A letter sent to Sen. Arlen Specter, R-Pa., from the current DNI Mike McConnell noted of the program, "Shortly after 9/11, the president authorized the National Security Agency to undertake various intelligence activities designed to protect the United States from further terrorist attack. …The details of the activities changed in certain respects over time, and I understand from the Department of Justice these activities rested on different legal basis.
"In early 2006, as part of the public debate that followed the president's acknowledgement, the administration first used the term 'terrorist surveillance program' to refer specifically" to the intercepting of al Qaeda communications, McConnell noted in the letter. "This is the only aspect of the NSA activities that can be discussed publicly … operational details even of the activity acknowledged and described by the president have not been made public and cannot be disclosed without harming national security. I understand that the phrase 'terrorist surveillance program' was not used prior to 2006 to refer to the activities authorized by the president."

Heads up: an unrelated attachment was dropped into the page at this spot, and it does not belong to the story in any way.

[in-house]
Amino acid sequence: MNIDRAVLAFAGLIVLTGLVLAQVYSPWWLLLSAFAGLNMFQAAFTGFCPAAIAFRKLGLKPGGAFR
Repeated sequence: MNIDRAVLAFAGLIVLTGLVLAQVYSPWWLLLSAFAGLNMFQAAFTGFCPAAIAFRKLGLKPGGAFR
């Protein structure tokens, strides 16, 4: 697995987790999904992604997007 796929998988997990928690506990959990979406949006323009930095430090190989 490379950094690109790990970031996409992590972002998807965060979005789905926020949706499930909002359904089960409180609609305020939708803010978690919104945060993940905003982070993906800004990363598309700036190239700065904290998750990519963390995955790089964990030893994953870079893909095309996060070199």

Cindy Cohen, legal director for the Electronic Frontier Foundation, sent a statement to ABC News, saying of the letter, "the administration has steadfastly maintained that courts may not review its dragnet surveillance activities unless the administration officially acknowledges their existence.
"With this letter, Adm. McConnell gives that official acknowledgment," Cohen continued.
ABC News obtained McConnell's letter just before a classified briefing the DNI provided to members of the Senate on FISA. The DNI and Justice Department sent proposed legislation to Capitol Hill in April to fix some of the loopholes in FISA about international calls, e-mails or other information going through U.S. communication channels. The administration has been asking for this legislation to be passed by Congress before they leave Washington for the August recess.